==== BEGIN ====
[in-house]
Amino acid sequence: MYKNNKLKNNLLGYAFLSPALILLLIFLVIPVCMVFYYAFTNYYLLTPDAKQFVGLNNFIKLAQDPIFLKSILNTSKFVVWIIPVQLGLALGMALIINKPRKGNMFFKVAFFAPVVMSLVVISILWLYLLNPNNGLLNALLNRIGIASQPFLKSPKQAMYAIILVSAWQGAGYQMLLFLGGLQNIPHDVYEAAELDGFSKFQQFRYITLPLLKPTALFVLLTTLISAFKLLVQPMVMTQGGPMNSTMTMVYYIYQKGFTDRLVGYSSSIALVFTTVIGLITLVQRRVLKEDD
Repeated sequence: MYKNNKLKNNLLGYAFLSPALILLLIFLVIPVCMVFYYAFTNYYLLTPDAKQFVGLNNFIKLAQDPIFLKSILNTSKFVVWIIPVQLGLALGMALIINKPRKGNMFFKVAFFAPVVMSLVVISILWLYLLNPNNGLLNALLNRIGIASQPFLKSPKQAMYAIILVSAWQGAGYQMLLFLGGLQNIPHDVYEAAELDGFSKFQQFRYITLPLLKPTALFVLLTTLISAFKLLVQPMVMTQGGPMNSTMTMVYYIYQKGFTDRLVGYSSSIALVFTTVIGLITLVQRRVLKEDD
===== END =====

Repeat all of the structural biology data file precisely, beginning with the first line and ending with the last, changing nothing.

[in-house]
Amino acid sequence: MYKNNKLKNNLLGYAFLSPALILLLIFLVIPVCMVFYYAFTNYYLLTPDAKQFVGLNNFIKLAQDPIFLKSILNTSKFVVWIIPVQLGLALGMALIINKPRKGNMFFKVAFFAPVVMSLVVISILWLYLLNPNNGLLNALLNRIGIASQPFLKSPKQAMYAIILVSAWQGAGYQMLLFLGGLQNIPHDVYEAAELDGFSKFQQFRYITLPLLKPTALFVLLTTLISAFKLLVQPMVMTQGGPMNSTMTMVYYIYQKGFTDRLVGYSSSIALVFTTVIGLITLVQRRVLKEDD
Repeated sequence: MYKNNKLKNNLLGYAFLSPALILLLIFLVIPVCMVFYYAFTNYYLLTPDAKQFVGLNNFIKLAQDPIFLKSILNTSKFVVWIIPVQLGLALGMALIINKPRKGNMFFKVAFFAPVVMSLVVISILWLYLLNPNNGLLNALLNRIGIASQPFLKSPKQAMYAIILVSAWQGAGYQMLLFLGGLQNIPHDVYEAAELDGFSKFQQFRYITLPLLKPTALFVLLTTLISAFKLLVQPMVMTQGGPMNSTMTMVYYIYQKGFTDRLVGYSSSIALVFTTVIGLITLVQRRVLKEDD